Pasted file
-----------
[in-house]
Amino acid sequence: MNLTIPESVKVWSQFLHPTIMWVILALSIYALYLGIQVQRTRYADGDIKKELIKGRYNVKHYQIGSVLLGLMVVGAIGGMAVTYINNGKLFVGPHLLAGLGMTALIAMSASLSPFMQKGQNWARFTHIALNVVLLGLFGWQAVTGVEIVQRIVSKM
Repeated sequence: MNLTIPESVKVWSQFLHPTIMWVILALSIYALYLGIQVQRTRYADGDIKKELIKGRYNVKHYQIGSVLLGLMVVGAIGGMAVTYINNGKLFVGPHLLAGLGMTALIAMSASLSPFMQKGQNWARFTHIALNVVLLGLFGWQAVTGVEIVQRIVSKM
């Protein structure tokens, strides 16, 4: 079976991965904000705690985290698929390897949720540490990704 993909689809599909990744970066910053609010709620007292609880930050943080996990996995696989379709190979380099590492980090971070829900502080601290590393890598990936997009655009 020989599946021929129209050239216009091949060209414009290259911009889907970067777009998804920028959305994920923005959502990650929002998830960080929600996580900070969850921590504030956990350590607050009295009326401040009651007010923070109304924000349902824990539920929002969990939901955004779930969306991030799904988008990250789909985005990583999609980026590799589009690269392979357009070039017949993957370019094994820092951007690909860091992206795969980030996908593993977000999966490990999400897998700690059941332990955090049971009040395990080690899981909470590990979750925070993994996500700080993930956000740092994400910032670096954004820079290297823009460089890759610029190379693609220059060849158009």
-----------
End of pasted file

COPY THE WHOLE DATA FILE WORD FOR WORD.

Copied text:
[in-house]
Amino acid sequence: MNLTIPESVKVWSQFLHPTIMWVILALSIYALYLGIQVQRTRYADGDIKKELIKGRYNVKHYQIGSVLLGLMVVGAIGGMAVTYINNGKLFVGPHLLAGLGMTALIAMSASLSPFMQKGQNWARFTHIALNVVLLGLFGWQAVTGVEIVQRIVSKM
Repeated sequence: MNLTIPESVKVWSQFLHPTIMWVILALSIYALYLGIQVQRTRYADGDIKKELIKGRYNVKHYQIGSVLLGLMVVGAIGGMAVTYINNGKLFVGPHLLAGLGMTALIAMSASLSPFMQKGQNWARFTHIALNVVLLGLFGWQAVTGVEIVQRIVSKM
């Protein structure tokens, strides 16, 4: 079976991965904000705690985290698929390897949720540490990704 993909689809599909990744970066910053609010709620007292609880930050943080996990996995696989379709190979380099590492980090971070829900502080601290590393890598990936997009655009 020989599946021929129209050239216009091949060209414009290259911009889907970067777009998804920028959305994920923005959502990650929002998830960080929600996580900070969850921590504030956990350590607050009295009326401040009651007010923070109304924000349902824990539920929002969990939901955004779930969306991030799904988008990250789909985005990583999609980026590799589009690269392979357009070039017949993957370019094994820092951007690909860091992206795969980030996908593993977000999966490990999400897998700690059941332990955090049971009040395990080690899981909470590990979750925070993994996500700080993930956000740092994400910032670096954004820079290297823009460089890759610029190379693609220059060849158009």